T3BE – Question
Andrew: Alright Thomas, a defendant was charged with the crime of defrauding the federal agency where he had worked as an accountant.
Andrew: At trial, the court allowed the defendant to call his supervisor at the large corporation where he had previously worked, who testified about the defendant’s good reputation in the community for honesty.
Andrew: Over objection, the defendant then sought to elicit testimony from his former supervisor that on several occasions the corporation had, without incident, entrusted him with large sums of money.
Andrew: Should that testimony be admitted?
Thomas: Over objection. Interesting.
Andrew: So brings on the corporation, they testify as to his good reputation for honesty-
Andrew: Then he says “isn’t it true that you’ve entrusted me with a large amount of money?” Should the testimony be admitted? A) No, because the testimony is extrinsic evidence on a collateral matter;
Andrew: B) No, because good character cannot be proved by specific instances of conduct unless character is an essential element of the charge or defense;
Andrew: C) Yes, because it is evidence of a pertinent character trait offered by an accused; or D) Yes, because it is relevant to whether the defendant was likely to have taken money as charged in this case.
Thomas: So I feel like – I mean, we’re allowing a character witness at all, that seems fine. I actually don’t see why this would be a problem to say also, as part of this character witness, as part of testifying about the reputation and honesty, we had entrusted the defendant to large sums of money without incident. I don’t really see why that would be a problem if the first part isn’t. I’m kinda leaning towards a yes, the testimony should be admitted, I don’t really see a good reason why it shouldn’t.
Going through the answers, A, no because the testimony is extrinsic evidence on a collateral matter. I don’t really think that’s – I mean I guess that could be a good no answer if no is the right answer but I don’t know.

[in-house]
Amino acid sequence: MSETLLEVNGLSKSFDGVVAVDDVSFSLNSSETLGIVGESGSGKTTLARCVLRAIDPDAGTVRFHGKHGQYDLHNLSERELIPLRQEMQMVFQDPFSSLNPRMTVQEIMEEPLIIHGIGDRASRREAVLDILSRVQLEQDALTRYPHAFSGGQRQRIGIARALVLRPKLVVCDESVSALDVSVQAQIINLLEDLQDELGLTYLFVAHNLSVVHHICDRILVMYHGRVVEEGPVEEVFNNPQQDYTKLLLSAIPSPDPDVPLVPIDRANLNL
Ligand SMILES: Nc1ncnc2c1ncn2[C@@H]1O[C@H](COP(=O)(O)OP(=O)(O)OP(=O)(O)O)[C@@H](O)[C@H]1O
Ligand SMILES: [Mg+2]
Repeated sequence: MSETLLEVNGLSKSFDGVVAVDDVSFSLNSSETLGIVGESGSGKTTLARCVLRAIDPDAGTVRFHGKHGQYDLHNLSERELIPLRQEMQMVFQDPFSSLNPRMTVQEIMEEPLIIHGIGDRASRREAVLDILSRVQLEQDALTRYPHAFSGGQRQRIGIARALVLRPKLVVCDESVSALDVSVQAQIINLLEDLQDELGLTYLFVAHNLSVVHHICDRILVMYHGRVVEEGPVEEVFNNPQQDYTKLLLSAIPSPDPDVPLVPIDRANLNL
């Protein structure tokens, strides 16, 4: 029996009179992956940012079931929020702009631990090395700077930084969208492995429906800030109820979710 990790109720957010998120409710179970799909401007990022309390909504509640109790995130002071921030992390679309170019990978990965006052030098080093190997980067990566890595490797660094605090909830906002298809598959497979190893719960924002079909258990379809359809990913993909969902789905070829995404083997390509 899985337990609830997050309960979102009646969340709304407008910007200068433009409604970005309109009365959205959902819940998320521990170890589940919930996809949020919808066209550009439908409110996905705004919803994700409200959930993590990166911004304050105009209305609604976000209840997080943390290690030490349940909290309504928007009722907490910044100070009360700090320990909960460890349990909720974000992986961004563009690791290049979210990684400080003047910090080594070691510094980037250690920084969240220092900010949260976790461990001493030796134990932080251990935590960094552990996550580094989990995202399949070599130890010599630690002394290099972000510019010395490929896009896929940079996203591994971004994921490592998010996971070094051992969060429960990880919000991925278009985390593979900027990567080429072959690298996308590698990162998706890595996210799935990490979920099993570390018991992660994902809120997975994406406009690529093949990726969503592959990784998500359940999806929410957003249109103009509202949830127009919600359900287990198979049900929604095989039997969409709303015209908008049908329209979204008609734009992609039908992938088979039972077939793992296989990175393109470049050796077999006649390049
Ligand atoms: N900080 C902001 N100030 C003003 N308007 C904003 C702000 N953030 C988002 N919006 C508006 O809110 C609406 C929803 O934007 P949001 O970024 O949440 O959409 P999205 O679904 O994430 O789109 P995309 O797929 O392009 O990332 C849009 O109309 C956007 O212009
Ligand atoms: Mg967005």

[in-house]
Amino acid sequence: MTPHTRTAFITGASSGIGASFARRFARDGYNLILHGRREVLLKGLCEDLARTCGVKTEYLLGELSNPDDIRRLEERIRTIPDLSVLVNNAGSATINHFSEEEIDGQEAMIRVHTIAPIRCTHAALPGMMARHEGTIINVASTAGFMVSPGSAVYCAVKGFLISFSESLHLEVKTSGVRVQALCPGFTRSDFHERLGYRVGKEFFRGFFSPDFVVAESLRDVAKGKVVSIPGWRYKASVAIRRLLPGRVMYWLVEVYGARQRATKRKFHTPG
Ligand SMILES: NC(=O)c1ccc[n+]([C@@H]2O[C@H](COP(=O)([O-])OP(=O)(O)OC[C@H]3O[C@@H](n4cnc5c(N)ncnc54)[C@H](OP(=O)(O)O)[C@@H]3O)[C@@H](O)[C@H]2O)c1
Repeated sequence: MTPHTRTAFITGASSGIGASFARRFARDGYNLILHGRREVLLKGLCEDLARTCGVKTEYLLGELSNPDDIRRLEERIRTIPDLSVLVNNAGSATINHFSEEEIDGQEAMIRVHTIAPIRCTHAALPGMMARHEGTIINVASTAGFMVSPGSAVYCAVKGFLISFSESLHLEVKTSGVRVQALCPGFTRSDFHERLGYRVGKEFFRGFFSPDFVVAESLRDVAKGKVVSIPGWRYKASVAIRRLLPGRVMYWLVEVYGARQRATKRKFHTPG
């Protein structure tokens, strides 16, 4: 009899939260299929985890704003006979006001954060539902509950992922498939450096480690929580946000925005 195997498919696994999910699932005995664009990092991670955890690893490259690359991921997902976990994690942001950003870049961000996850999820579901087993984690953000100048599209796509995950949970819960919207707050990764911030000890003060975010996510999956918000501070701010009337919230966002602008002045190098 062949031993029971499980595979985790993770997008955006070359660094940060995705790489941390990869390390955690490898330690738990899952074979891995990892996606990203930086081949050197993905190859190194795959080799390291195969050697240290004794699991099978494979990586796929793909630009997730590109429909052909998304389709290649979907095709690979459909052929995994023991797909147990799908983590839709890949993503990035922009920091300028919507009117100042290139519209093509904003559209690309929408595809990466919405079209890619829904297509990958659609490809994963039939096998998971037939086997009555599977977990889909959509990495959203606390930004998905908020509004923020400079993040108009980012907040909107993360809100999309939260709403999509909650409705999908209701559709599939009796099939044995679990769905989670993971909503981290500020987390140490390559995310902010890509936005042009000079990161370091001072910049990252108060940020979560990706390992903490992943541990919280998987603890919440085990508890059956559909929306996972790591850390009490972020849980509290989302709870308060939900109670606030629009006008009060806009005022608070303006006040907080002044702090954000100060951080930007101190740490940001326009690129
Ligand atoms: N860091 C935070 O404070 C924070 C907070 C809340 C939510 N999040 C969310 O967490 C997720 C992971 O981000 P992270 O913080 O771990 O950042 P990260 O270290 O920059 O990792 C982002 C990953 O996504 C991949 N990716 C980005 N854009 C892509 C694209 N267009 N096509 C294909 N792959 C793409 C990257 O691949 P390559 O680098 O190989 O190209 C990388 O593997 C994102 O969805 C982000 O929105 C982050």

B, no because good character cannot be proved by specific instances of conduct unless character is an essential element of the charge or defense. But it seems like it is, here. You’re allowing a character witness, so yeah, that’s why I’m a little confused here. How else would you testify – it would be a weird rule if you could testify to someone’s character and say “yes they’re honest,” and then they’re like “but can you give any specific examples?” Objection! [Laughs] You’re allowed to say they’re honest but you’re not allowed to give specific examples. Seems weird, doesn’t seem right to me.
C, yes because it is evidence of a pertinent character trait offered by an accused. That’s the answer that I am going with.
And D, yes because it is relevant to whether the defendant was likely to have taken money as charged in this case. Gosh, you know I think we had an early question along these lines. I feel like D is definitely not right because it’s not really relevant; I think that’s when it’s not allowed, when it’s used as evidence as to whether or not they’ve taken money in this case, but it is allowed if it’s just for character purposes, I think? I hope that’s right or maybe I got that wrong last time and it’s the opposite.
I don’t know, but I’m going with C, final answer. If I were to eliminate two, I would say B and … well I’ll go A and B. I think this should be allowed. I don’t like D, but I’m going with C, final answer.
Andrew: Alright. If you wanna play along with Thomas, you know how to do that. Just share out this episode on social media, include the hashtag #T3BE. Include your guess, your reasons therefore, we will pick a winner and shower that winner with never ending fame and fortune! Fame and fortune not guaranteed.
Thomas: Alright, thanks for listening and reminder, if you sign onto that patreon you get a bonus extra here at the end. Go do that. Thanks for listening, everybody, we’ll see you next time!